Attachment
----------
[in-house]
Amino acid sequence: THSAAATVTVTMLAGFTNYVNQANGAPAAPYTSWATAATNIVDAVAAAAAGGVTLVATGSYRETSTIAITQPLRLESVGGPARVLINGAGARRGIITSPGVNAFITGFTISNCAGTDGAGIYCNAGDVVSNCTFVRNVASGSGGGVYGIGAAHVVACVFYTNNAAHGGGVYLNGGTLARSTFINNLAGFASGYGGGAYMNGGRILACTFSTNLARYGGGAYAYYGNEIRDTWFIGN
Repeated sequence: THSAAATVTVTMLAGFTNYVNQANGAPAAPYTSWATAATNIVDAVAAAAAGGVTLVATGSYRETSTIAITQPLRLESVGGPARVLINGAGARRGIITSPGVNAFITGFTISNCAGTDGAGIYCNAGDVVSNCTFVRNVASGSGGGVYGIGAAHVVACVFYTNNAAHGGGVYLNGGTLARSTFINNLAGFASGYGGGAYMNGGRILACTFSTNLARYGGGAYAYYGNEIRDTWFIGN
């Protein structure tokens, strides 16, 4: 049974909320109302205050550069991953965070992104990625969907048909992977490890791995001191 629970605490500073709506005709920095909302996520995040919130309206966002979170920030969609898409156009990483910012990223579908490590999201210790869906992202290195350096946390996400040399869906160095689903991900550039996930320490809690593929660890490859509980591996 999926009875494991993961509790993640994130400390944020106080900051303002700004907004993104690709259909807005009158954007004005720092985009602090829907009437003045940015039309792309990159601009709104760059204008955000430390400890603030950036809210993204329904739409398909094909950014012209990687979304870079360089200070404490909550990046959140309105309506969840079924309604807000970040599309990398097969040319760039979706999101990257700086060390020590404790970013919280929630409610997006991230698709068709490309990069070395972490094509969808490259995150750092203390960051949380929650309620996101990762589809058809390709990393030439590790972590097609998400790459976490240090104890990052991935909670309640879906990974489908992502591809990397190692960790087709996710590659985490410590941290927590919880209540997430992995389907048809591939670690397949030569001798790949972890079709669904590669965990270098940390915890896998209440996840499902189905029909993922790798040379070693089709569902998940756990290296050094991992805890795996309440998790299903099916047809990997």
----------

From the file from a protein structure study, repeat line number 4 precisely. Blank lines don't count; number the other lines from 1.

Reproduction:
């Protein structure tokens, strides 16, 4: 049974909320109302205050550069991953965070992104990625969907048909992977490890791995001191 629970605490500073709506005709920095909302996520995040919130309206966002979170920030969609898409156009990483910012990223579908490590999201210790869906992202290195350096946390996400040399869906160095689903991900550039996930320490809690593929660890490859509980591996 999926009875494991993961509790993640994130400390944020106080900051303002700004907004993104690709259909807005009158954007004005720092985009602090829907009437003045940015039309792309990159601009709104760059204008955000430390400890603030950036809210993204329904739409398909094909950014012209990687979304870079360089200070404490909550990046959140309105309506969840079924309604807000970040599309990398097969040319760039979706999101990257700086060390020590404790970013919280929630409610997006991230698709068709490309990069070395972490094509969808490259995150750092203390960051949380929650309620996101990762589809058809390709990393030439590790972590097609998400790459976490240090104890990052991935909670309640879906990974489908992502591809990397190692960790087709996710590659985490410590941290927590919880209540997430992995389907048809591939670690397949030569001798790949972890079709669904590669965990270098940390915890896998209440996840499902189905029909993922790798040379070693089709569902998940756990290296050094991992805890795996309440998790299903099916047809990997």